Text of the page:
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Tuesday, January 24, 2017
- Mansions on one side of the road, and slums on the other. People queuing for food rations, while others drive by in shiny Land Rovers with tinted windows.
These are just some of the sights that have confronted Danielle Nierenberg as she traveled through 30 countries to supervise the Worldwatch Institute’s report titled ‘State of the World 2011: Innovations that Nourish the Planet’.
“You can see the stark differences within a single country very easily, and you see it every day,” she told IPS. “In Africa it doesn’t look like the recession has affected the very wealthy. It has affected poor people the most.”
Nierenberg was in Paris this week to launch ‘Comment Nourir 7 Milliards d’Hommes’ (How to Feed 7 Billion People), the French edition of the Washington-based think tank’s report.
While that publication focuses mostly on agriculture in Africa, its launch coincided with the presentation of a new report Monday by the Organisation for Economic Co-operation and Development that spells out the rising gap between rich and poor in the OECD’s 34 member states.
Both surveys are a call to governments to take action to alleviate poverty and inequality, and to invest more in people who need assistance, whether in developed or developing countries. The OECD report puts in figures and graphs what is a reality for many people working on the ground in various regions.
Even in “traditionally egalitarian countries”, such as Denmark, Sweden and Germany, the income gap has risen from 5 to 1 in the 1980s to 6 to 1 today. The gap is 10 to 1 in the United Kingdom, Italy, Japan and Korea, and higher (at 14 to 1) in the United States, Israel and Turkey, according to the report.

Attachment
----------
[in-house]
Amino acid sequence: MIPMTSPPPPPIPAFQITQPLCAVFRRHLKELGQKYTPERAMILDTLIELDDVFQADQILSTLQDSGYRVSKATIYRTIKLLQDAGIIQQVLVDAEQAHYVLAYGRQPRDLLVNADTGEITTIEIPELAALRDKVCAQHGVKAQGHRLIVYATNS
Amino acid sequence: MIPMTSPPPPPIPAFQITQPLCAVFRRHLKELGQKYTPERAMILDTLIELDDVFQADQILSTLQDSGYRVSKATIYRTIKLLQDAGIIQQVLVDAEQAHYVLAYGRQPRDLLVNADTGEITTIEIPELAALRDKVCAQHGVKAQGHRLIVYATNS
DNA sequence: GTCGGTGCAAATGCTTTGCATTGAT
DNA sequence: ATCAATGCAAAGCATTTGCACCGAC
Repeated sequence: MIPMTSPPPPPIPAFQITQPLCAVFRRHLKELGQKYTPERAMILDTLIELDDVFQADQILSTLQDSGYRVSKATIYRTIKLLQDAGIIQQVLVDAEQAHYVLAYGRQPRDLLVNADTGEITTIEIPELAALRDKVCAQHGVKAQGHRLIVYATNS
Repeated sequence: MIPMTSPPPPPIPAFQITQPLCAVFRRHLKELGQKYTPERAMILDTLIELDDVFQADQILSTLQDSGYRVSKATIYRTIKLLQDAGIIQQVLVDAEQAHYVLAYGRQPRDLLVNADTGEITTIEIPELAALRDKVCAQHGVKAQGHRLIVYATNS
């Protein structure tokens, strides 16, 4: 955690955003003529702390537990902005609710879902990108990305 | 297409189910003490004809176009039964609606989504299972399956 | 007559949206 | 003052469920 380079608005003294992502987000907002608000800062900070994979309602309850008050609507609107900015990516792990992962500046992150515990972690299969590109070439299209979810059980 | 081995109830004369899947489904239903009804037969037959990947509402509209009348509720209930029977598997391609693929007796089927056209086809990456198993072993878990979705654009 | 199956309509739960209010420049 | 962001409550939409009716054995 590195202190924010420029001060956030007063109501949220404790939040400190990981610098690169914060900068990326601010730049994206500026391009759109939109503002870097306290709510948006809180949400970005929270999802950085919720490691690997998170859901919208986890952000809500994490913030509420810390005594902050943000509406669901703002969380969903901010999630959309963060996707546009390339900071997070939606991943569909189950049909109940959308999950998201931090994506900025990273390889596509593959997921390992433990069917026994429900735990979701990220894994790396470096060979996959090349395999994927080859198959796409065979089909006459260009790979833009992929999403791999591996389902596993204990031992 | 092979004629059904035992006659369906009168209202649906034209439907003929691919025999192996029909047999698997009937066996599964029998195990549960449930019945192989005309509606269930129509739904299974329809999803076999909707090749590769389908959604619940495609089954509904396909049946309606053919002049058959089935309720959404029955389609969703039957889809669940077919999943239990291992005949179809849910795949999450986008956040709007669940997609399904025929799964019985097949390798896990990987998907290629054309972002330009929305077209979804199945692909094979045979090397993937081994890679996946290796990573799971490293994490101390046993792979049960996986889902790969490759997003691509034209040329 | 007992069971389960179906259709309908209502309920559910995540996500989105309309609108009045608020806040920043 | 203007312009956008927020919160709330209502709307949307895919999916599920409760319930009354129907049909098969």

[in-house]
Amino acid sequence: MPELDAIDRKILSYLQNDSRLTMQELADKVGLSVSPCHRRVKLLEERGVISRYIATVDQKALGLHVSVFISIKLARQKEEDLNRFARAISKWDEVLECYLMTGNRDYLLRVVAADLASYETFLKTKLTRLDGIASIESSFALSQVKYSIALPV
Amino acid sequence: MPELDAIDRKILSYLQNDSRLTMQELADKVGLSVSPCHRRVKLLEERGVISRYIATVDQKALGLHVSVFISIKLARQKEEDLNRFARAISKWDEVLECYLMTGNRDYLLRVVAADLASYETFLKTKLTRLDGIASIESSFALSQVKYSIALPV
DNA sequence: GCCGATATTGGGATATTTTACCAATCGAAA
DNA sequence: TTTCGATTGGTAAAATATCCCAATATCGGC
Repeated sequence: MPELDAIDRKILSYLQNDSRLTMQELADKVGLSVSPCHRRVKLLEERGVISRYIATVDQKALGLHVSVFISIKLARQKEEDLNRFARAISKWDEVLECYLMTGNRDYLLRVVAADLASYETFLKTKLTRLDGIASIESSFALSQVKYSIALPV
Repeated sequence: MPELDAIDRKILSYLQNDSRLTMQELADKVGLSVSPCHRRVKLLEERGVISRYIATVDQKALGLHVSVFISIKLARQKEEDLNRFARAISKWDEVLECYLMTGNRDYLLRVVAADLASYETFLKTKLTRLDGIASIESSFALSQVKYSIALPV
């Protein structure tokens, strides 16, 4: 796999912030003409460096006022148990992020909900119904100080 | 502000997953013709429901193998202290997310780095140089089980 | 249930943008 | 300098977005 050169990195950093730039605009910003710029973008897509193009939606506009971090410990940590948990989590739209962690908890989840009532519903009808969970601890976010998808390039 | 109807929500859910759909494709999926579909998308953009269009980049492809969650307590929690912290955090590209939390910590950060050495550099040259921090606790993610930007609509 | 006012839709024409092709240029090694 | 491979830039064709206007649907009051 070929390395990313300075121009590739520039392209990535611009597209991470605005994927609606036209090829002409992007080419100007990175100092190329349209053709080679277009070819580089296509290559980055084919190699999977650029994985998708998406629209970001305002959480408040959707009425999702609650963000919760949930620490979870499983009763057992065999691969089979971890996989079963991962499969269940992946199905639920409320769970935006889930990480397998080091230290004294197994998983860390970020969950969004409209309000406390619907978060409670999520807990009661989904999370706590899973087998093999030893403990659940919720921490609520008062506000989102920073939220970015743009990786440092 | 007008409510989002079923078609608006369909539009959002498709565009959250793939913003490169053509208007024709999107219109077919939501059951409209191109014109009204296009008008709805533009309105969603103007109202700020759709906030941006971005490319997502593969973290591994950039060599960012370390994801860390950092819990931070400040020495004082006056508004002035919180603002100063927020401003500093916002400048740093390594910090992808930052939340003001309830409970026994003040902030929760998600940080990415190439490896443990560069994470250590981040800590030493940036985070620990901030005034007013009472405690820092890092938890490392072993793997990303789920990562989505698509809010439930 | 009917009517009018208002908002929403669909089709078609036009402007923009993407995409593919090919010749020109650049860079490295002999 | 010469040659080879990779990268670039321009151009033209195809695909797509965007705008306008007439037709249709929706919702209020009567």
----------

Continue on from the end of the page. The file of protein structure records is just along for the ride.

New data for the United States show that the “share of after-tax household income for the top 1 percent more than doubled” from 1979 to 2007, while the share of the “bottom” 20 percent of the population fell from 7 percent to 5 percent.
“This is one of our most important assessments,” said the OECD’s Secretary-General Angel Gurria as he launched the report at the organisation’s headquarters here. “We say ‘divided we stand’ because we have grown unequally.”
Gurria said that “only a few countries have managed to buck the trend.” Income inequality has recently fallen in Chile and Mexico, but in these two countries the incomes of the richest are still more than 25 times those of the poorest, he said.
Outside of the OECD area, income inequality is much higher in some major emerging economies. For instance, although the Brazilian government has taken measures to redistribute wealth, with inequality falling over the past decade, the country’s income gap is still 50 to 1, or five times the OECD average, the report says.
“There are countries that are non-OECD members, where a sustained period of strong economic growth has allowed some emerging economies to lift millions of people out of absolute poverty,” Gurria told journalists.
“The benefits of strong economic growth, however, have not been evenly distributed. High levels of income inequality have risen further. Among the dynamic emerging economies, only Brazil managed to strongly reduce inequality.”